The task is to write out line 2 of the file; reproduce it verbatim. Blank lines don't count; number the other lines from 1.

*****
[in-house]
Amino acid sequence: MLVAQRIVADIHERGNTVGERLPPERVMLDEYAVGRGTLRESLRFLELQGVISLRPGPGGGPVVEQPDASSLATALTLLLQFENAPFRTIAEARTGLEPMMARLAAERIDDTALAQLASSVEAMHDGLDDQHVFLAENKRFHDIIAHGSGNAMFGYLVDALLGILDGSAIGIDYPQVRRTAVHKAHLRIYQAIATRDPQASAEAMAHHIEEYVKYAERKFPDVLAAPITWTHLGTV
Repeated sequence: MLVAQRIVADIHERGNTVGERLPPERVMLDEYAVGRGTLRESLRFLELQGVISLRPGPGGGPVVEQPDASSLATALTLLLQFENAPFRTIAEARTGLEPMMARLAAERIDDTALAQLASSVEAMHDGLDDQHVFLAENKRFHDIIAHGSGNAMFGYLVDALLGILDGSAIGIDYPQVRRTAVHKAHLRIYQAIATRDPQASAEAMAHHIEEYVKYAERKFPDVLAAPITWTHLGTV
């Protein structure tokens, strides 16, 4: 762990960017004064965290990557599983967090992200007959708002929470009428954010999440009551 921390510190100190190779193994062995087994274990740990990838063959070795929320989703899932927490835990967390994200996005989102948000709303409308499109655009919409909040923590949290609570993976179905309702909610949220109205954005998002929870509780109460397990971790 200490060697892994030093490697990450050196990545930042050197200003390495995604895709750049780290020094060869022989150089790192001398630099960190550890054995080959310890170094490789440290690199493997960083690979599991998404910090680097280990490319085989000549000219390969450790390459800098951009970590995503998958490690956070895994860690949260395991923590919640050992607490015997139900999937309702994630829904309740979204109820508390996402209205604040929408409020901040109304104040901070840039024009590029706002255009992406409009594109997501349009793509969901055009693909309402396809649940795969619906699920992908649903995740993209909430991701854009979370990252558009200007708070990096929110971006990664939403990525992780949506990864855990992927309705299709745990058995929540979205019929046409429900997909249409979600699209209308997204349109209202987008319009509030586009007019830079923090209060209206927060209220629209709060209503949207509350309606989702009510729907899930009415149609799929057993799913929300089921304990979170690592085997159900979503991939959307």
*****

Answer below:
Amino acid sequence: MLVAQRIVADIHERGNTVGERLPPERVMLDEYAVGRGTLRESLRFLELQGVISLRPGPGGGPVVEQPDASSLATALTLLLQFENAPFRTIAEARTGLEPMMARLAAERIDDTALAQLASSVEAMHDGLDDQHVFLAENKRFHDIIAHGSGNAMFGYLVDALLGILDGSAIGIDYPQVRRTAVHKAHLRIYQAIATRDPQASAEAMAHHIEEYVKYAERKFPDVLAAPITWTHLGTV